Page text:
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Tim Hagerty’s ‘Tales From the Dugout’ chronicles minor league baseball’s peculiar moments

Martin Péchy photo via Pexels; Texas Standard illustration

For many across the Lone Star State, baseball games are just part of the Texas experience. It’s certainly a big part of life for Tim Hagerty, who’s been the broadcaster for the El Paso Chihuahuas for the past 10 years and previously worked for minor league teams in Tucson, Portland and Mobile.

Hagerty collected 1,001 funny and inspirational stories from the minors in his new book, “Tales from the Dugout,” and joined the Texas Standard to share more. Listen to the interview above or read the transcript below.

This transcript has been edited lightly for clarity:

Texas Standard: You’ve spent a majority of your career with minor league baseball teams. Can you tell us what you love about it? 

Tim Hagerty: I think it’s the ultimate community experience. I’m sure many people across Texas love the Astros and love the Rangers. And there’s even some Dodger fans I’ve met here in El Paso. But there’s something about your own city across the front of that jersey, whether it’s Midland or El Paso or Round Rock. I think it’s such a community gathering spot. People are at minor league baseball games that really aren’t huge sports fans, but they go for the experience.

You’ve got so many little stories and facts in here. Some are just a sentence long, and some are more detailed. I noticed in the back you’ve got tons of sources. How did you go about finding and collecting all of these?

Well, I’ve always loved baseball research. In 2012, when I was researching something else, I came across this story from Austin: In the 1880s, a Texas League game got delayed when a wild bull ran on the field. And I thought, I do this for a living, and I’ve never heard of this story. So it just showed me how many baseball stories there are from the past and present that a mainstream audience doesn’t know about.

So I went through newspaper archives and old baseball books. I interviewed former players and current players. I interviewed scouts. I made a baseball research trip to the Baseball Hall of Fame library in Cooperstown, which was a great resource. And what’s wonderful about researching these days is just how much is available online. You can go through Baseball Digest magazine for a small subscription price and go all the way back to the 1940s. So I spent a decade compiling this document of wild stories.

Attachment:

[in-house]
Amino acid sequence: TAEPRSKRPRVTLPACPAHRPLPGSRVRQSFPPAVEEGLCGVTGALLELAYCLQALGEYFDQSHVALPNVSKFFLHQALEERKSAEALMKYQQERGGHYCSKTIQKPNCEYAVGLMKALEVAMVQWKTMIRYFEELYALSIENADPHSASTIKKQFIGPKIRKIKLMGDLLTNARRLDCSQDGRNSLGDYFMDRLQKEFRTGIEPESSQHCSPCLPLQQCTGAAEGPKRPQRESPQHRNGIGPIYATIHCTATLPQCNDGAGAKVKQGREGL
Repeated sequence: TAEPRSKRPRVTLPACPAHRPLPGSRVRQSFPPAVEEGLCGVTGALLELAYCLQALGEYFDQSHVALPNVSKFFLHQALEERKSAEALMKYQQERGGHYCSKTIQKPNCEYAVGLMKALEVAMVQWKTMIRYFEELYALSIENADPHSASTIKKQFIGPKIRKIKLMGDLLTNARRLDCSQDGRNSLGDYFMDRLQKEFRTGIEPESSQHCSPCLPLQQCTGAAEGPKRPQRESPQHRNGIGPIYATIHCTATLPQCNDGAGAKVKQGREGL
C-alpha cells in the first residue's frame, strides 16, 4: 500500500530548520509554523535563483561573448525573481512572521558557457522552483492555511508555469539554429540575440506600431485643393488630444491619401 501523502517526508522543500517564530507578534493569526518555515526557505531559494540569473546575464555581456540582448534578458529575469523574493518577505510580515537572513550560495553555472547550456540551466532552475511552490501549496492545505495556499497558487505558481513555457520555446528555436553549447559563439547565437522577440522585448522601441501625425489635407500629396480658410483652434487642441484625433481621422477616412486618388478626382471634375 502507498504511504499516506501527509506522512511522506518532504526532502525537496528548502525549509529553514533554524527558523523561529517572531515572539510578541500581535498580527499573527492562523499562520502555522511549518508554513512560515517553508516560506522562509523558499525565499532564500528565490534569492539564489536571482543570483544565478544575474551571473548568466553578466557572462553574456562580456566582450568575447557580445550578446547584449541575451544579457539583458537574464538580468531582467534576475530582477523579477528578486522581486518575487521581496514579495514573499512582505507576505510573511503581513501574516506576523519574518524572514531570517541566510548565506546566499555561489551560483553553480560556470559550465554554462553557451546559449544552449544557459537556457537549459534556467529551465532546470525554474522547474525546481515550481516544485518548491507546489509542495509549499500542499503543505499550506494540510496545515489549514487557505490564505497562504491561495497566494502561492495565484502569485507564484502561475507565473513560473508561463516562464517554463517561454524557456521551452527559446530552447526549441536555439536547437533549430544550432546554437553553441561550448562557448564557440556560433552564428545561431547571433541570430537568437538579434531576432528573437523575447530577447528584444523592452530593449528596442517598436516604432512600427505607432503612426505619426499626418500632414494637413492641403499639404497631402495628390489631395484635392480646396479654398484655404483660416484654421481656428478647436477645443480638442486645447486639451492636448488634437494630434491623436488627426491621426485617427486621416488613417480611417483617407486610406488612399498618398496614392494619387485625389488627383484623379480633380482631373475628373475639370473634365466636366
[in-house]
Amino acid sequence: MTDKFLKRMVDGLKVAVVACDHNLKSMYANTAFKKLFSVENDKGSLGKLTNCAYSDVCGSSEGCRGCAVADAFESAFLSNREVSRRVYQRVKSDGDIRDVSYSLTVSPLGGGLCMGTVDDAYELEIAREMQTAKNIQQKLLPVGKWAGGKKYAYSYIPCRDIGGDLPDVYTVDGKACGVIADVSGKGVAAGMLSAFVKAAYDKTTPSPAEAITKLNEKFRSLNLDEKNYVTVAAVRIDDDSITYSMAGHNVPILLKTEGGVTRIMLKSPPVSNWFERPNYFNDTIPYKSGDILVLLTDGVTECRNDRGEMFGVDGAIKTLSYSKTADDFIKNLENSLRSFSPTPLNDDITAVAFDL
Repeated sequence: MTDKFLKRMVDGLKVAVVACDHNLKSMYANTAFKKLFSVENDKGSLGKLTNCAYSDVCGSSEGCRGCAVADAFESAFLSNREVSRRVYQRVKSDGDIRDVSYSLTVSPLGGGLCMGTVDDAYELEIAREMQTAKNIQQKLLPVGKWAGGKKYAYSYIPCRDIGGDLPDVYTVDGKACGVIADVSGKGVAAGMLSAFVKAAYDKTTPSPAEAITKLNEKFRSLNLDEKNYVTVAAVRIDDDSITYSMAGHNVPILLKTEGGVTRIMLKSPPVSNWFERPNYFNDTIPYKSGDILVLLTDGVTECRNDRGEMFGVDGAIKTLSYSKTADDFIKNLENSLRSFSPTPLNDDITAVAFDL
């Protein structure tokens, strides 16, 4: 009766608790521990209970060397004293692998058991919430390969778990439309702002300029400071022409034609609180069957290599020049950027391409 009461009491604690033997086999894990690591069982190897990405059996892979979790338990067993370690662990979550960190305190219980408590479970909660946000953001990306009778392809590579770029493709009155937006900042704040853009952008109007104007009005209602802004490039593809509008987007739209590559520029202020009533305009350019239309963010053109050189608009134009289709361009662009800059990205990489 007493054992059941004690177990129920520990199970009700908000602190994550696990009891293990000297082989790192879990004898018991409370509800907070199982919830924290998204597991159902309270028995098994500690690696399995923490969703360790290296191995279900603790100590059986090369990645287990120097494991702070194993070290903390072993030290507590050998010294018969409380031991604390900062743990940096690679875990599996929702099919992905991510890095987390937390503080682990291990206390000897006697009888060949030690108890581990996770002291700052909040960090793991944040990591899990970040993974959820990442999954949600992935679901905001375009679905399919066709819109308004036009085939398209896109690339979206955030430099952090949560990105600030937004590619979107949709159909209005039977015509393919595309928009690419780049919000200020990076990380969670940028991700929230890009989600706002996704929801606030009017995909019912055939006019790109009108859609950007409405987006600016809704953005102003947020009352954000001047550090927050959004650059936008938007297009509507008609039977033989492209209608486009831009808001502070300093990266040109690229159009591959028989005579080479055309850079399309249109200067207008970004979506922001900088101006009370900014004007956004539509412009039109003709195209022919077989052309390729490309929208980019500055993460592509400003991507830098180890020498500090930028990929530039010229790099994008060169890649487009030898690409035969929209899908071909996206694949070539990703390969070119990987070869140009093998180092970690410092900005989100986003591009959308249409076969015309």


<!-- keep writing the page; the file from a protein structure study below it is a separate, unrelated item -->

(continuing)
Oh, my goodness. Well, you’ve got to tell me what happened with this wild bull. Was he there as part of the game and then he got loose? Or did he come from a field nearby? Where did this wild bull come from?

I have the same questions. Unfortunately, journalistically, I wasn’t able to pinpoint who owned this bull. But what I do know is it was kicking up dust. Fans were shrieking. It knocked down part of the outfield fence. My guess is it was nearby at a local field. Understandably, they postponed the remainder of that game after this wild incident of a bull running on the field in 1888.

Well, these are not all focused on Texas, but like that one, many of them are. Can you pick another favorite Texas-based tale? 

Well, one of the wildest postponements in baseball history took place in Midland one day in 1972. This was a home game for Midland. Amarillo was in town and there were thousands of grasshoppers living behind the outfield wall at Christensen Stadium in Midland. And when the ballpark lights came on, these grasshoppers dispersed everywhere.

They were fluttering under fans’ clothes. Fielders can’t see their teammates through these clouds of grasshoppers. They are everywhere. So the game gets postponed. The city of Midland had to fumigate the whole city to control this grasshopper explosion. So to me, that was a fun one – a baseball game has actually been postponed by grasshoppers.

Like you mentioned already, the beauty of the minor leagues is that these happened in cities from across Texas – from Midland, as you just mentioned, to Abilene to Texarkana. Talk about this Texarkana story. Is this field still the same way?